- 3 quarts beets (about 24 small)
- 2 cups sugar
- 2 sticks cinnamon
- 1 tablespoon allspice
- 1 1/2 teaspoon Ball-brand Salt for Pickling & Preserving
- 3 1/2 cups vinegar, 5% acidity
- 1 1/2 cups water
- Ball Pickle Crisp (optional)
When you’re using a hot water bath for canning, and you’re canning a low acid food like beets, the teacher at the UAF canning course said it’s important to not adjust the vinegar in the recipe (for safety reasons). With pickling in a hot water bath, the vinegar concentration is what helps to keep your food from spoiling in long-term storage.
I omitted the allspice, sugar, cinnamon sticks and the pickle crisp. I added 1 cup of honey, 1 teaspoon of ground cinnamon and 1/4 teaspoon ground cloves.
The recipe says to prep and cook the beets, then boil all of the ingredients (except beets) for 15 minutes. Put the beets into their jars, then pour the vinegar solution into the jars leaving 1/2″ head room. This vinegar solution is what actually pickles the beets.
Put on the hot lids and rings, then put the jars into your big pot of boiling water. The water should come up at least 1″ above the top of the jars.
The recipe says to process (boil) for 30 minutes, then turn off the heat and wait 5 minutes before removing the jars from the hot water.
After you carefully remove the jars from the hot water with the metal jar grabber tool, you’ll start hearing the jar lids pop as they cool down and seal shut.
Harvesting the Garden Beets
After I set up my supplies and got my kitchen canning area ready, I pulled all of the beets from the hugelkultur. I planted mostly red beets, but also a few golden. They weren’t as big as I had hoped, but hey, this is my first year with a garden.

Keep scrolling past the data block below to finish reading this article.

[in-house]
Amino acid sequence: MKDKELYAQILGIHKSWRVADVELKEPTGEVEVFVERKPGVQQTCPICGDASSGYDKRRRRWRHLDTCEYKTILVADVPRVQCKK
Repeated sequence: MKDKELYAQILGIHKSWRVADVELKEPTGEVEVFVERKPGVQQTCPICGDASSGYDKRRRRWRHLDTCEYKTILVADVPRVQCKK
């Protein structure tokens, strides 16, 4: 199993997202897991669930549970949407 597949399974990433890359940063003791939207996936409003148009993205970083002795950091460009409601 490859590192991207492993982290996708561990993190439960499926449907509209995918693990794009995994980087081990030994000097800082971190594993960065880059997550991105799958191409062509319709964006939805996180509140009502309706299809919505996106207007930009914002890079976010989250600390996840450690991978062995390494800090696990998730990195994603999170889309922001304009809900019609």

I friggin’ grew beets -organically- in my yard in Alaska. I don’t care how big they are. I did it!!
Prepping the Beets for Pickling & Canning
I separated the beet greens from the beets, then washed it all.
This is the part where organic backyard gardening feels amazing. I rinsed everything just to get off the dirt, but since I never sprayed my plants with bug killer and I didn’t use any chemicals in the soil, I knew I was safe pesticide-wise. It’s an empowering feeling to know exactly where your food has been and how it was cared for since it was a seed.
The beet greens are totally edible, so I rinsed them off and tore them up for salads. Beet greens are similar kale texture-wise, but they actually taste like beets.
(I ate a beet green salad tonight with raspberry vinaigrette, walnuts, cranberries and feta cheese. It was bomb.)
Boil the beets with the skin on. Once they’re tender, I rinsed mine in cool water, then my good friend Randy took off the skins and cut the tops.
I’ve skinned raw beets before, and it’s harder than skinning an apple. Once they were cooked, though, the beet skins slip right off. The beet skin really loosens up after boiling, and it falls off with minimal pressure. Just get ready to have beet-red hands.
Randy skinned the beets, then cut them into bite-sized pieces. My crop of mini-beets barely filled 5 pint jars.
We poured the vinegar pickling solution over the beets using the jar funnel, then put on the lids and jar rim. We gently put the jars into the boiling water pot.
After 30 minutes of processing time (= boiling), we turned off the heat and gave the pot its 5 minutes of rest time before carefully removing the jar from the pot and setting them on the counter to cool.
Here’s a beautiful jar of golden beets after the seal popped shut.
After listening to Randy’s story about once eating a jar of spaghetti with salsa due to lack of jar identification, I learned the value of labeling your containers! Golden beets sure look like a jar of sweet, juicy peaches…
At the day’s end, it took about 7 hours from the time I started picking the beets in the garden to the time when I took the freshly pickled canned beets out of the hot water bath pot.
It was a great experience, but it definitely does take a time commitment. Hearing the tinny yet satisfying ‘pop!’ of the jars sealing, one by one, makes it all worth it.